I find it hard to hear doctors argue against a treatment which both improves current quality of life and reduces the risk of cardiovascular disease, osteoporosis and much more, yet happily prescribe a multitude of other drugs or the occasional vaginal laser, that neither offer the symptom relief or the risk reduction that body identical hormone therapy does.
What is particularly concerning is that these views seem to dominate, and patients are left to suffer.
As a GP who is trying her best to proactively screen for hormonal issues and to offer good hormone care to as many patients as possible, I find it frustrating and disheartening to see those who have the ears of many of my overworked GP colleagues continue to downplay the benefits of hormone therapy. I listen to friends, patients, and colleagues, and I read the comments on social media from thousands of women who have seen their GP to ask for HRT but have been told they are too young or too old or too at risk for hormone therapy and why don’t you just try this antidepressant instead.
As GPs we are at the forefront of patient advocacy. So I would ask you to re-evaluate your knowledge of menopausal transition and treatment thereof. It is time for us break free from the shackles of a hierarchy that says we are “just GPs”, challenge incorrect and outdated advice, even when it appears in globally respected guidelines, listen to our patients, friends, family and colleagues, and embrace the opportunity to offer truly holistic care to women.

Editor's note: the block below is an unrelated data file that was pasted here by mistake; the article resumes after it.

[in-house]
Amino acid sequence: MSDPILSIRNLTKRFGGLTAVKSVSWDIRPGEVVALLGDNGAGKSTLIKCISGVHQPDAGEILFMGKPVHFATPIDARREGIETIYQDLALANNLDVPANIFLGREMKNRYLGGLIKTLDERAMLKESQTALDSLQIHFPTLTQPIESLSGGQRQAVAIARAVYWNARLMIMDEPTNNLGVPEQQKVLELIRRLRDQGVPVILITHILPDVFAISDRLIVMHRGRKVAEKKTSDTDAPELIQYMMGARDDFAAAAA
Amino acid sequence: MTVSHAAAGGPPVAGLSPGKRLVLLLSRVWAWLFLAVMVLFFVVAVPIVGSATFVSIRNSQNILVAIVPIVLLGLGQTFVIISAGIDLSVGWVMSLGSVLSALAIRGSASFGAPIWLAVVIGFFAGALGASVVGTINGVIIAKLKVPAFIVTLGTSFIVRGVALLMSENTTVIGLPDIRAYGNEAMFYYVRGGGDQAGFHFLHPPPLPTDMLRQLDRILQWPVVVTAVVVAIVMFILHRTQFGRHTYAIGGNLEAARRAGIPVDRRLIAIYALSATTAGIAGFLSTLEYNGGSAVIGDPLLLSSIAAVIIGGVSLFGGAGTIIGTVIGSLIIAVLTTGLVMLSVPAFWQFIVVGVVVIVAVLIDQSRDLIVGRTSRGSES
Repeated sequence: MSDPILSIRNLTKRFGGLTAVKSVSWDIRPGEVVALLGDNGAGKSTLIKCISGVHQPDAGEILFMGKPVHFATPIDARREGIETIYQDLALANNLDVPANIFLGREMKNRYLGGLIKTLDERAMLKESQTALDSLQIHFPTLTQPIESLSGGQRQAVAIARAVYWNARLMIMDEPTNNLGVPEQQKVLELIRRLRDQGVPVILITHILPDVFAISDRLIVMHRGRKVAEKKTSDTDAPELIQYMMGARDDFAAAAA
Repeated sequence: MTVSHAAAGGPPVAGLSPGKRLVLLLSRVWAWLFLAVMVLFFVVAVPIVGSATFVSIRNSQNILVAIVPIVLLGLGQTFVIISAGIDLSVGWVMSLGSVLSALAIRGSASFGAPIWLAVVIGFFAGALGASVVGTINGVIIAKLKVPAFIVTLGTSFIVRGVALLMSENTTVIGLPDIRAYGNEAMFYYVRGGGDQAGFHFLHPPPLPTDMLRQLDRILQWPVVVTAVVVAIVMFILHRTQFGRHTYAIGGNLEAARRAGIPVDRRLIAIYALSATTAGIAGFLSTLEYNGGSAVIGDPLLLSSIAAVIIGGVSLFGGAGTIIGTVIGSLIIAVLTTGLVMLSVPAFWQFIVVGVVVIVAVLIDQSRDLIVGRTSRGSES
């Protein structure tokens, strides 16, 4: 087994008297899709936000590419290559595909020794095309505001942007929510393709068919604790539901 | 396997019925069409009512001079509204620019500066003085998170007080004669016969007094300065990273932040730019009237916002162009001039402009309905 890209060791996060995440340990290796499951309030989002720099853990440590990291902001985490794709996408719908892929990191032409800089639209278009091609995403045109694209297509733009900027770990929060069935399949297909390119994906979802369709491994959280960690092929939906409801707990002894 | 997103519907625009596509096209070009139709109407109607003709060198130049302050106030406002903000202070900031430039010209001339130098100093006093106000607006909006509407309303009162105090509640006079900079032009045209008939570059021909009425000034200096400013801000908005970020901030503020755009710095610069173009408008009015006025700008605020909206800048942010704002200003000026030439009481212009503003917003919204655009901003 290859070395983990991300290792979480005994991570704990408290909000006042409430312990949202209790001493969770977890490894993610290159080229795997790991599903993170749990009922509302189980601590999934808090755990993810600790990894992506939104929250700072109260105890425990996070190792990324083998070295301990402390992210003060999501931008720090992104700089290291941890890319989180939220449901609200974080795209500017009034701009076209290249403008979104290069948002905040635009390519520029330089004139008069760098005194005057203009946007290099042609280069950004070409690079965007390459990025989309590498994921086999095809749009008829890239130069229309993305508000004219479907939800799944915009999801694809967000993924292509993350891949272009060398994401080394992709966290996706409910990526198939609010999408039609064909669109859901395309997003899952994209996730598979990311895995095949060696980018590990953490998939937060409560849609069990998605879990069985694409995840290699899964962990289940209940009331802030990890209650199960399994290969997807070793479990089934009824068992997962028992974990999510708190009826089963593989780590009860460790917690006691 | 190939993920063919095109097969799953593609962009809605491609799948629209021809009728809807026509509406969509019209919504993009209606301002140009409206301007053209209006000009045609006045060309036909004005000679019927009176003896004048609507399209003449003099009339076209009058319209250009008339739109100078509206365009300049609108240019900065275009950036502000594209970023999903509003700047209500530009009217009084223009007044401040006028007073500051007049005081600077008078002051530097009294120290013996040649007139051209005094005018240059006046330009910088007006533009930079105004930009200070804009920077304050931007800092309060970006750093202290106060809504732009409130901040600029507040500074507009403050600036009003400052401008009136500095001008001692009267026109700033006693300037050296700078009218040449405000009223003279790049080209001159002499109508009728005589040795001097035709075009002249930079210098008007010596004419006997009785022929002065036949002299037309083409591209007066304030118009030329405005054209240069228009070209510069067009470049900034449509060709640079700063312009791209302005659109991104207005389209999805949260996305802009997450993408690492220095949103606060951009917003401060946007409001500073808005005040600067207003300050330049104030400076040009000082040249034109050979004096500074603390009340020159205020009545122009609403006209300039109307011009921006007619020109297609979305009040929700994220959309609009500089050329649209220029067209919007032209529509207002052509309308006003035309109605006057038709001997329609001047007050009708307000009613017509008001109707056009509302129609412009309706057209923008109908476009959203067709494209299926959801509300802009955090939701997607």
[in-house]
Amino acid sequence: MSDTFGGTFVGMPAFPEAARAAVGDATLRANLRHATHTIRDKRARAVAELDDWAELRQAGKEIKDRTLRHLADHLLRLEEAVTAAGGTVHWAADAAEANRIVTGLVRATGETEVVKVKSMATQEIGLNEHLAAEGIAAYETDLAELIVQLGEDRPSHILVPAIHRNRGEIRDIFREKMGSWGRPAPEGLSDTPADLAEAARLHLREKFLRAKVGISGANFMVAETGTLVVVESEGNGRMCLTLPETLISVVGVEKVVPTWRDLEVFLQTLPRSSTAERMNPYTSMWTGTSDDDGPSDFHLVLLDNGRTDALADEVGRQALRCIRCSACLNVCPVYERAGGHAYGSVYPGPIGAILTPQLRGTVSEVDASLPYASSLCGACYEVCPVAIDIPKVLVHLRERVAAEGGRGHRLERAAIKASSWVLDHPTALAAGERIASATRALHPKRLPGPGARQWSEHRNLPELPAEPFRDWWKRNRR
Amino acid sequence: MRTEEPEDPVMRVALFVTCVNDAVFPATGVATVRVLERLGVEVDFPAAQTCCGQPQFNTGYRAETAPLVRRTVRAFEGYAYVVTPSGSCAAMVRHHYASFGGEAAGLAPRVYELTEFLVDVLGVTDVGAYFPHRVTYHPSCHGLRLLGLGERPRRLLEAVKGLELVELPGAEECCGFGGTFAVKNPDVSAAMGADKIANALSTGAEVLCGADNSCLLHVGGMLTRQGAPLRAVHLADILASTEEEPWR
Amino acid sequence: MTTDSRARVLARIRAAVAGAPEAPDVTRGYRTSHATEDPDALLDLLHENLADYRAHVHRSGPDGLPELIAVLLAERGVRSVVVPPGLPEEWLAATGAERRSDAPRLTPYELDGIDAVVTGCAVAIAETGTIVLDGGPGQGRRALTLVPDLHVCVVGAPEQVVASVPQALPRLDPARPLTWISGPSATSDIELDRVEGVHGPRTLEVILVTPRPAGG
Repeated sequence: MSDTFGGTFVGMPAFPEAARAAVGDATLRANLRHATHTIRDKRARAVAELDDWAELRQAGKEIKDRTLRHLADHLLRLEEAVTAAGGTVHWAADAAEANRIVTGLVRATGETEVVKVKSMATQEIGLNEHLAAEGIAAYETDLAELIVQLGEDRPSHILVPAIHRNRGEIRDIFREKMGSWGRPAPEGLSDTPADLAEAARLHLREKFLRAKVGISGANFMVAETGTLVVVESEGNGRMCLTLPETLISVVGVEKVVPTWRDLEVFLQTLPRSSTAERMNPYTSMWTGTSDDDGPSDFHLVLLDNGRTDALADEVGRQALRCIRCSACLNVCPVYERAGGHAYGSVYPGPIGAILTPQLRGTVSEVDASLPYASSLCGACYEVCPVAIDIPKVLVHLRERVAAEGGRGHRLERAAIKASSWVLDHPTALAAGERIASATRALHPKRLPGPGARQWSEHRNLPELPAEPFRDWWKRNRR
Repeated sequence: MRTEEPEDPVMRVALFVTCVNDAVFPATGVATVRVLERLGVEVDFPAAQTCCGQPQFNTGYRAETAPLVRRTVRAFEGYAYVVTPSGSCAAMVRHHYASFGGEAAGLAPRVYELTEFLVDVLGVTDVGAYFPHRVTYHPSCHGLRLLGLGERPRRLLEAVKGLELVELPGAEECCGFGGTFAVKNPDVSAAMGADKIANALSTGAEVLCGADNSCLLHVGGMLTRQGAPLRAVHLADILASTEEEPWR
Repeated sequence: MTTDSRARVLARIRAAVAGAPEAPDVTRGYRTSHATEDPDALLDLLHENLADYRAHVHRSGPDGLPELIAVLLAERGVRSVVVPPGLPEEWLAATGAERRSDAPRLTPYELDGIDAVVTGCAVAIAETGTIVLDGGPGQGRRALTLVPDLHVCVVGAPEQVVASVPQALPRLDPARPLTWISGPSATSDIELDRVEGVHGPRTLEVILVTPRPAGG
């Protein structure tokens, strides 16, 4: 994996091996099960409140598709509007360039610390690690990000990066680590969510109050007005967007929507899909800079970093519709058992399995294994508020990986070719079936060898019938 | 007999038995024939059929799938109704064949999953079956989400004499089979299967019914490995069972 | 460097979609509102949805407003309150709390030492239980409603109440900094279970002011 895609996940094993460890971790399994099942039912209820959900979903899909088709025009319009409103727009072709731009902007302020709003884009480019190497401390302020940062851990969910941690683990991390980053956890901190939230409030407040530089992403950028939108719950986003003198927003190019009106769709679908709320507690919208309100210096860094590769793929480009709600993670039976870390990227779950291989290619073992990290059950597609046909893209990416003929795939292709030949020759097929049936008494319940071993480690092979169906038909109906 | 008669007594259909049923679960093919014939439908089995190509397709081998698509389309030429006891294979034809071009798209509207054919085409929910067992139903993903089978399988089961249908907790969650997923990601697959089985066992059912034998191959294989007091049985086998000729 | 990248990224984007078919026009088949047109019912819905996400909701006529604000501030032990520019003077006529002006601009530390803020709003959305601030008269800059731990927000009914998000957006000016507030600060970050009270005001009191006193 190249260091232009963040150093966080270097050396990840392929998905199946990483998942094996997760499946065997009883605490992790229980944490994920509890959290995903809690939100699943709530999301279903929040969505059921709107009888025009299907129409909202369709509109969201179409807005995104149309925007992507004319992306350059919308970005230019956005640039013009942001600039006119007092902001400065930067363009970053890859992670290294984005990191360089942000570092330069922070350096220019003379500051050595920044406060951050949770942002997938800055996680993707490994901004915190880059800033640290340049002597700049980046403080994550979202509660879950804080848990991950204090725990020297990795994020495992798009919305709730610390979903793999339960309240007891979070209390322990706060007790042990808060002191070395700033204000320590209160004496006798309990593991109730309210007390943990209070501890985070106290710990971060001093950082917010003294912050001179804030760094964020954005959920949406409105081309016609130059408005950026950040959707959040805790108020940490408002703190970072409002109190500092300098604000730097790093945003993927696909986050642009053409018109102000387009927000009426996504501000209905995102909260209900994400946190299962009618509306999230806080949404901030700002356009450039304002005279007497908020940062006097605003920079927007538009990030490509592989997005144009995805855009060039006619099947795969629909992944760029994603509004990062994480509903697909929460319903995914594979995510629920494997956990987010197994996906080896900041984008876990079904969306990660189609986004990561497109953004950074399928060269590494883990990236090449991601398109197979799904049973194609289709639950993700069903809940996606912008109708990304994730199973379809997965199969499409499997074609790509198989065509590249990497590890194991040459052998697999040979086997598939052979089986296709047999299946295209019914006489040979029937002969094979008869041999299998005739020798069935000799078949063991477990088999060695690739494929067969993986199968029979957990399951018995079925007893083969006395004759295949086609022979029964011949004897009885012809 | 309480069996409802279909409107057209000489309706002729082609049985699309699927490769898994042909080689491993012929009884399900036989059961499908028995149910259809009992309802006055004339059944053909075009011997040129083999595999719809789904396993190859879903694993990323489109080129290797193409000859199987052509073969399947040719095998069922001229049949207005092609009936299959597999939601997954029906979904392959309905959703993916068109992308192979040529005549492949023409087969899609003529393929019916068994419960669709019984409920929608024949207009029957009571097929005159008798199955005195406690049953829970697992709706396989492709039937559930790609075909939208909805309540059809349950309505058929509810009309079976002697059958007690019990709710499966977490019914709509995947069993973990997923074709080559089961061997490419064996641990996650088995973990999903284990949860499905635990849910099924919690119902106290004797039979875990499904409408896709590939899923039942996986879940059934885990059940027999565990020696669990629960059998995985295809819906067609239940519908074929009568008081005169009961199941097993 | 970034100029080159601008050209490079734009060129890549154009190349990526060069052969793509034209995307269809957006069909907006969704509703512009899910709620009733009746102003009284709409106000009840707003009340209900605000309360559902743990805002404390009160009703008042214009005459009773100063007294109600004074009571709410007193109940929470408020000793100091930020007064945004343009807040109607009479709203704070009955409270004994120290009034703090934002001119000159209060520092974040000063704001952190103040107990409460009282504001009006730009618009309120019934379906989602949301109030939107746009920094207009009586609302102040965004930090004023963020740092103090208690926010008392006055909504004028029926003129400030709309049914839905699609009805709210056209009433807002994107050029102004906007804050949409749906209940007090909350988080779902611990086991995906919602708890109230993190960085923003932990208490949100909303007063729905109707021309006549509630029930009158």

And as my godmother, once a bullet-removing trauma surgeon, spends her days confused in a care home due to Alzheimer’s when she physically can still climb mountains, I cannot help but feel we have let her and many other women like her down. Alzheimer’s affects twice as many women than men, and not just because women live longer.
With a recent meta-analysis suggesting reduced incidence of all neurodegenerative diseases in women who used hormones, I know if my godmother could speak to her 45-year-old self she would be right on to those hormones, if there was even a small chance that she might still be able to summit that mountain.
Dr Ceri Cashell started her career in general practice in 2004 in Edinburgh, Scotland. Since 2012 she has been working in Avalon, Sydney, where she is practice principal and owner. She enjoys all aspects of general practice and has a special interest in women’s health, including menopause transition and hormone-related mental health disorders. Dr Cashell is a passionate advocate for increased awareness of the effects of hormones on physical and mental health and is a member of the RACGP and AMS.
This Article First Appeared in The Medical Republic